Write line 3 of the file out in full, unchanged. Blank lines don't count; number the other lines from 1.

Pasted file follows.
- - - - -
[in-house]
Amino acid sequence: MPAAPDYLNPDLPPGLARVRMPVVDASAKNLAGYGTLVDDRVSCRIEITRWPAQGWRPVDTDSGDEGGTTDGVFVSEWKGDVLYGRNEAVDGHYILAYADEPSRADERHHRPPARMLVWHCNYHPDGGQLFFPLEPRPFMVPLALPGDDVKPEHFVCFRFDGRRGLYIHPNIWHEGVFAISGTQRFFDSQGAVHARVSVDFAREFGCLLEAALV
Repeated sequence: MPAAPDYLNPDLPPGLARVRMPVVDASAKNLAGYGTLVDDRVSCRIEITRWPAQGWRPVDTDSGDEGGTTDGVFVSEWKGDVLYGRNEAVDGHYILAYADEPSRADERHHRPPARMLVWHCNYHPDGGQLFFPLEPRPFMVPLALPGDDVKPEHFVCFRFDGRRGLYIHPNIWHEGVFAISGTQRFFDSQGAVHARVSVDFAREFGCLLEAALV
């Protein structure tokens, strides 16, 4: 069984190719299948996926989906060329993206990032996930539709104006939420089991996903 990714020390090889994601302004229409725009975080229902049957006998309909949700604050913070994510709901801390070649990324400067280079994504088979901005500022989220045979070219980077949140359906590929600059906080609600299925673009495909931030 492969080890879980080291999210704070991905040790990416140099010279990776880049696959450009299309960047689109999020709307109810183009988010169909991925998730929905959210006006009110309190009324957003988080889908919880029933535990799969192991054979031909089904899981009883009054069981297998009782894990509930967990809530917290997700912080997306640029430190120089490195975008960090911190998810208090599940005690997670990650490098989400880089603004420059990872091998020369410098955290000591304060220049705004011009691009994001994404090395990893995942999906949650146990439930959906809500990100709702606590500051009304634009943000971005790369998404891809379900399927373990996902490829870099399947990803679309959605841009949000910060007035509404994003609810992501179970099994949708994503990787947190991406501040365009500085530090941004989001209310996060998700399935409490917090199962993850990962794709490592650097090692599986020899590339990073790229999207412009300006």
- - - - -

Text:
Repeated sequence: MPAAPDYLNPDLPPGLARVRMPVVDASAKNLAGYGTLVDDRVSCRIEITRWPAQGWRPVDTDSGDEGGTTDGVFVSEWKGDVLYGRNEAVDGHYILAYADEPSRADERHHRPPARMLVWHCNYHPDGGQLFFPLEPRPFMVPLALPGDDVKPEHFVCFRFDGRRGLYIHPNIWHEGVFAISGTQRFFDSQGAVHARVSVDFAREFGCLLEAALV